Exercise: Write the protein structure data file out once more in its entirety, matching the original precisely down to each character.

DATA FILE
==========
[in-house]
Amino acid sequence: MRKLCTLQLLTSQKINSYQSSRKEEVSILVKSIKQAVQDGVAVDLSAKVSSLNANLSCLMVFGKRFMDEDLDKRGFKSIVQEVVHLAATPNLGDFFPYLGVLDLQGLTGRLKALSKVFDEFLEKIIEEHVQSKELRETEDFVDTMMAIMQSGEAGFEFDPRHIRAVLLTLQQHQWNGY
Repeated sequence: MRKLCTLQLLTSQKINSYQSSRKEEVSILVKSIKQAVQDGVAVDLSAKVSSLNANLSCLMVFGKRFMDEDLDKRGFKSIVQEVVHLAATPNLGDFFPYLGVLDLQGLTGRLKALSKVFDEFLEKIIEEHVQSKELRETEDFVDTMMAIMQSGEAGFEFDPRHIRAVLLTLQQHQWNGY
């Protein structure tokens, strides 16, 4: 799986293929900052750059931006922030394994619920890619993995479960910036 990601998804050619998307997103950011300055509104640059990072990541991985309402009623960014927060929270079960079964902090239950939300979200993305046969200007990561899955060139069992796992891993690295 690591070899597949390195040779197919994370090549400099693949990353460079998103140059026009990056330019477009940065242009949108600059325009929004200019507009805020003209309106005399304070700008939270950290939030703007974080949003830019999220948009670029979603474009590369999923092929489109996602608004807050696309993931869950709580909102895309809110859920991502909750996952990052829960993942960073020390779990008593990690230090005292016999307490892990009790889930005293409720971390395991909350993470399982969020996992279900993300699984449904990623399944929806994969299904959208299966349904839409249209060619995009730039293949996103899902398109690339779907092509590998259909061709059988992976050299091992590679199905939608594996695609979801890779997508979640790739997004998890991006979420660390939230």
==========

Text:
[in-house]
Amino acid sequence: MRKLCTLQLLTSQKINSYQSSRKEEVSILVKSIKQAVQDGVAVDLSAKVSSLNANLSCLMVFGKRFMDEDLDKRGFKSIVQEVVHLAATPNLGDFFPYLGVLDLQGLTGRLKALSKVFDEFLEKIIEEHVQSKELRETEDFVDTMMAIMQSGEAGFEFDPRHIRAVLLTLQQHQWNGY
Repeated sequence: MRKLCTLQLLTSQKINSYQSSRKEEVSILVKSIKQAVQDGVAVDLSAKVSSLNANLSCLMVFGKRFMDEDLDKRGFKSIVQEVVHLAATPNLGDFFPYLGVLDLQGLTGRLKALSKVFDEFLEKIIEEHVQSKELRETEDFVDTMMAIMQSGEAGFEFDPRHIRAVLLTLQQHQWNGY
């Protein structure tokens, strides 16, 4: 799986293929900052750059931006922030394994619920890619993995479960910036 990601998804050619998307997103950011300055509104640059990072990541991985309402009623960014927060929270079960079964902090239950939300979200993305046969200007990561899955060139069992796992891993690295 690591070899597949390195040779197919994370090549400099693949990353460079998103140059026009990056330019477009940065242009949108600059325009929004200019507009805020003209309106005399304070700008939270950290939030703007974080949003830019999220948009670029979603474009590369999923092929489109996602608004807050696309993931869950709580909102895309809110859920991502909750996952990052829960993942960073020390779990008593990690230090005292016999307490892990009790889930005293409720971390395991909350993470399982969020996992279900993300699984449904990623399944929806994969299904959208299966349904839409249209060619995009730039293949996103899902398109690339779907092509590998259909061709059988992976050299091992590679199905939608594996695609979801890779997508979640790739997004998890991006979420660390939230």